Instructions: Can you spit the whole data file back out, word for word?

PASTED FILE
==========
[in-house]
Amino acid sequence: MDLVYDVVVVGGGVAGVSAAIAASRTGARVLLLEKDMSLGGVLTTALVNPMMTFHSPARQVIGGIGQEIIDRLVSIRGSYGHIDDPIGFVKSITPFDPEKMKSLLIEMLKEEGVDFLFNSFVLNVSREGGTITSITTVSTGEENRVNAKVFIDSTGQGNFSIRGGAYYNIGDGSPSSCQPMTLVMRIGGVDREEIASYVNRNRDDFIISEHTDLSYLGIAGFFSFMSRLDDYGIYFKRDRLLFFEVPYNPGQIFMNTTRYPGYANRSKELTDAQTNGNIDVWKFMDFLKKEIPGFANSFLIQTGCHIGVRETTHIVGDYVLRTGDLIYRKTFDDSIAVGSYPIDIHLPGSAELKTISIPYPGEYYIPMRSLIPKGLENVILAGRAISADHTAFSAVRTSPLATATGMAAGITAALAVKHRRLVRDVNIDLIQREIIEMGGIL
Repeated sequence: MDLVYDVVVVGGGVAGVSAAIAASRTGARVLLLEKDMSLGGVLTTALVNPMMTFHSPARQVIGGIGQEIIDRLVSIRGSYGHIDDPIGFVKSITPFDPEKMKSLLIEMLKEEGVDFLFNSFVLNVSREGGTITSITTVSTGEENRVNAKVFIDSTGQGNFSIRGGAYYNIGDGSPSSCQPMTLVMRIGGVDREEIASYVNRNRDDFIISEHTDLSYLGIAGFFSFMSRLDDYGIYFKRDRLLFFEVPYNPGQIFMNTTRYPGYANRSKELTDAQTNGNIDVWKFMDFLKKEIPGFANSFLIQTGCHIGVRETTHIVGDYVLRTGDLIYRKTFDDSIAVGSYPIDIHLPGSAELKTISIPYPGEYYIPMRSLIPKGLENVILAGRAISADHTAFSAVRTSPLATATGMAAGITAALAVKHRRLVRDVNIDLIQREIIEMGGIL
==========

[in-house]
Amino acid sequence: MDLVYDVVVVGGGVAGVSAAIAASRTGARVLLLEKDMSLGGVLTTALVNPMMTFHSPARQVIGGIGQEIIDRLVSIRGSYGHIDDPIGFVKSITPFDPEKMKSLLIEMLKEEGVDFLFNSFVLNVSREGGTITSITTVSTGEENRVNAKVFIDSTGQGNFSIRGGAYYNIGDGSPSSCQPMTLVMRIGGVDREEIASYVNRNRDDFIISEHTDLSYLGIAGFFSFMSRLDDYGIYFKRDRLLFFEVPYNPGQIFMNTTRYPGYANRSKELTDAQTNGNIDVWKFMDFLKKEIPGFANSFLIQTGCHIGVRETTHIVGDYVLRTGDLIYRKTFDDSIAVGSYPIDIHLPGSAELKTISIPYPGEYYIPMRSLIPKGLENVILAGRAISADHTAFSAVRTSPLATATGMAAGITAALAVKHRRLVRDVNIDLIQREIIEMGGIL
Repeated sequence: MDLVYDVVVVGGGVAGVSAAIAASRTGARVLLLEKDMSLGGVLTTALVNPMMTFHSPARQVIGGIGQEIIDRLVSIRGSYGHIDDPIGFVKSITPFDPEKMKSLLIEMLKEEGVDFLFNSFVLNVSREGGTITSITTVSTGEENRVNAKVFIDSTGQGNFSIRGGAYYNIGDGSPSSCQPMTLVMRIGGVDREEIASYVNRNRDDFIISEHTDLSYLGIAGFFSFMSRLDDYGIYFKRDRLLFFEVPYNPGQIFMNTTRYPGYANRSKELTDAQTNGNIDVWKFMDFLKKEIPGFANSFLIQTGCHIGVRETTHIVGDYVLRTGDLIYRKTFDDSIAVGSYPIDIHLPGSAELKTISIPYPGEYYIPMRSLIPKGLENVILAGRAISADHTAFSAVRTSPLATATGMAAGITAALAVKHRRLVRDVNIDLIQREIIEMGGIL